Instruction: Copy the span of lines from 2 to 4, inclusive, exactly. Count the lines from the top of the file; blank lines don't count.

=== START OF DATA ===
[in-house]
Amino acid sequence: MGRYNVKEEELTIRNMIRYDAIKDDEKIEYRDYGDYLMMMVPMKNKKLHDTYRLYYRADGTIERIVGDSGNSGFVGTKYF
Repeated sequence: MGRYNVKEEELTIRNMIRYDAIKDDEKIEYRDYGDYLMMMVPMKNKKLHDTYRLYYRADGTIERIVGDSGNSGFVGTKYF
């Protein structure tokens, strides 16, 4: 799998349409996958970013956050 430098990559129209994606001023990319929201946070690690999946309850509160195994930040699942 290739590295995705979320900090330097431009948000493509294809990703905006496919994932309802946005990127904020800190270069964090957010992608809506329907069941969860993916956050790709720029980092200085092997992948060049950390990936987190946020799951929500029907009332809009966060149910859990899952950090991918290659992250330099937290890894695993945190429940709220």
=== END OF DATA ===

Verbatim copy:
Amino acid sequence: MGRYNVKEEELTIRNMIRYDAIKDDEKIEYRDYGDYLMMMVPMKNKKLHDTYRLYYRADGTIERIVGDSGNSGFVGTKYF
Repeated sequence: MGRYNVKEEELTIRNMIRYDAIKDDEKIEYRDYGDYLMMMVPMKNKKLHDTYRLYYRADGTIERIVGDSGNSGFVGTKYF
């Protein structure tokens, strides 16, 4: 799998349409996958970013956050 430098990559129209994606001023990319929201946070690690999946309850509160195994930040699942 290739590295995705979320900090330097431009948000493509294809990703905006496919994932309802946005990127904020800190270069964090957010992608809506329907069941969860993916956050790709720029980092200085092997992948060049950390990936987190946020799951929500029907009332809009966060149910859990899952950090991918290659992250330099937290890894695993945190429940709220």